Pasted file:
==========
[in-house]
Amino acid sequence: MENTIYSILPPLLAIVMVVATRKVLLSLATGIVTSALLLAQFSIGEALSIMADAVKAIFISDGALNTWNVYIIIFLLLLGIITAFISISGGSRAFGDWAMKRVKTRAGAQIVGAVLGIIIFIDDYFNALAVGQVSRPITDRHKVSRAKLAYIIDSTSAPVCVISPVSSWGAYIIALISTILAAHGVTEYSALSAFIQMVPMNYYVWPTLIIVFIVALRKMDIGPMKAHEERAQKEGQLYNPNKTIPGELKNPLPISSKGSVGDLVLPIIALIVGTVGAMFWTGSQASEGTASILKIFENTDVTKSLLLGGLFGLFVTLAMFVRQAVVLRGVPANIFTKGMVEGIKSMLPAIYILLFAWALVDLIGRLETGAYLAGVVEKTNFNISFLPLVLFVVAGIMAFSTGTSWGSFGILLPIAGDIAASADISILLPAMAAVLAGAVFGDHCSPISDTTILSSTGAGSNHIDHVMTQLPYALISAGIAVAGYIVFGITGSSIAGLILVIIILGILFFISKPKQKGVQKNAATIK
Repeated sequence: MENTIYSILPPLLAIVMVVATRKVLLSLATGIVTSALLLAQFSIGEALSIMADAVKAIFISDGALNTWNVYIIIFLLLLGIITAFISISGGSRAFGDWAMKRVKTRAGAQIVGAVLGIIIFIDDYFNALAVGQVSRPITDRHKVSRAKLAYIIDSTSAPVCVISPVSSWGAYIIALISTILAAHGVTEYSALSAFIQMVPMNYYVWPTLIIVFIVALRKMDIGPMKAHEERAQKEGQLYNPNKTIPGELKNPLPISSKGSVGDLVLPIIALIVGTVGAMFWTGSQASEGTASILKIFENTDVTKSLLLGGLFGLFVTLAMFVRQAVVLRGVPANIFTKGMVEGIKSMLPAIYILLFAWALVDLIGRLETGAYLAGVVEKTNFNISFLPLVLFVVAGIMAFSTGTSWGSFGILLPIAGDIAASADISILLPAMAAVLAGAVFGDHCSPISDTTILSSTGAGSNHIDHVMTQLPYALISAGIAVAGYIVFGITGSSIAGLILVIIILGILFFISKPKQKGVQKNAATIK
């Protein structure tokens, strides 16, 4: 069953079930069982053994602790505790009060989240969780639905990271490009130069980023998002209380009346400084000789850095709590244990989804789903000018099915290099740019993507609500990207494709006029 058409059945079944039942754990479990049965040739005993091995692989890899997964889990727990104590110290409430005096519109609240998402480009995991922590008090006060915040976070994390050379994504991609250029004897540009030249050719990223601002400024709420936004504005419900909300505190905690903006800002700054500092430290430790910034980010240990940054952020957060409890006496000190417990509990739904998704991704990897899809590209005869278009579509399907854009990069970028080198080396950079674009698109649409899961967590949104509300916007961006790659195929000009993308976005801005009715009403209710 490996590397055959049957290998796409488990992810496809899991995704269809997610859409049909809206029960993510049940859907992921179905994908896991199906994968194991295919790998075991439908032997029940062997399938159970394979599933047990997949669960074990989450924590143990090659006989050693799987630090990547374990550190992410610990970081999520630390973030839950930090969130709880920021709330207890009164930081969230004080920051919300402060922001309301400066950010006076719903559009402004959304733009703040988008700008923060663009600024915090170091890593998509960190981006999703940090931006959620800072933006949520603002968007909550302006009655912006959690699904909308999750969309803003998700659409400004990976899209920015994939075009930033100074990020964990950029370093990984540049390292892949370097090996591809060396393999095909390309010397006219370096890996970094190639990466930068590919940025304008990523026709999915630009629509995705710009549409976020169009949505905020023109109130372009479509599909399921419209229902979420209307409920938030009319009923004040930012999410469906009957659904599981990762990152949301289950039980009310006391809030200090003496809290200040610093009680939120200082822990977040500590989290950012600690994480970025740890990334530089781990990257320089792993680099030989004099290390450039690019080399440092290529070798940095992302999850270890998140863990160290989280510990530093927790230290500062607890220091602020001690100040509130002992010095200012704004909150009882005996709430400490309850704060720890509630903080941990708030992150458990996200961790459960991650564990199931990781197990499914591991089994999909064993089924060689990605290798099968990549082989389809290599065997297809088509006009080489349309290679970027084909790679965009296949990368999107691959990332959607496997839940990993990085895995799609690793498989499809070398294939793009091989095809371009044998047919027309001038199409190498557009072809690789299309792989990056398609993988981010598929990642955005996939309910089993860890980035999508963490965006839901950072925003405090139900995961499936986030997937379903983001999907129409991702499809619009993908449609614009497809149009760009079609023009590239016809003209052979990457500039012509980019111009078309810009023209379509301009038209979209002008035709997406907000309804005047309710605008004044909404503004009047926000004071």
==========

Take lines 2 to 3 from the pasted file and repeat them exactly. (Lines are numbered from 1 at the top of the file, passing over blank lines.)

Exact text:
Amino acid sequence: MENTIYSILPPLLAIVMVVATRKVLLSLATGIVTSALLLAQFSIGEALSIMADAVKAIFISDGALNTWNVYIIIFLLLLGIITAFISISGGSRAFGDWAMKRVKTRAGAQIVGAVLGIIIFIDDYFNALAVGQVSRPITDRHKVSRAKLAYIIDSTSAPVCVISPVSSWGAYIIALISTILAAHGVTEYSALSAFIQMVPMNYYVWPTLIIVFIVALRKMDIGPMKAHEERAQKEGQLYNPNKTIPGELKNPLPISSKGSVGDLVLPIIALIVGTVGAMFWTGSQASEGTASILKIFENTDVTKSLLLGGLFGLFVTLAMFVRQAVVLRGVPANIFTKGMVEGIKSMLPAIYILLFAWALVDLIGRLETGAYLAGVVEKTNFNISFLPLVLFVVAGIMAFSTGTSWGSFGILLPIAGDIAASADISILLPAMAAVLAGAVFGDHCSPISDTTILSSTGAGSNHIDHVMTQLPYALISAGIAVAGYIVFGITGSSIAGLILVIIILGILFFISKPKQKGVQKNAATIK
Repeated sequence: MENTIYSILPPLLAIVMVVATRKVLLSLATGIVTSALLLAQFSIGEALSIMADAVKAIFISDGALNTWNVYIIIFLLLLGIITAFISISGGSRAFGDWAMKRVKTRAGAQIVGAVLGIIIFIDDYFNALAVGQVSRPITDRHKVSRAKLAYIIDSTSAPVCVISPVSSWGAYIIALISTILAAHGVTEYSALSAFIQMVPMNYYVWPTLIIVFIVALRKMDIGPMKAHEERAQKEGQLYNPNKTIPGELKNPLPISSKGSVGDLVLPIIALIVGTVGAMFWTGSQASEGTASILKIFENTDVTKSLLLGGLFGLFVTLAMFVRQAVVLRGVPANIFTKGMVEGIKSMLPAIYILLFAWALVDLIGRLETGAYLAGVVEKTNFNISFLPLVLFVVAGIMAFSTGTSWGSFGILLPIAGDIAASADISILLPAMAAVLAGAVFGDHCSPISDTTILSSTGAGSNHIDHVMTQLPYALISAGIAVAGYIVFGITGSSIAGLILVIIILGILFFISKPKQKGVQKNAATIK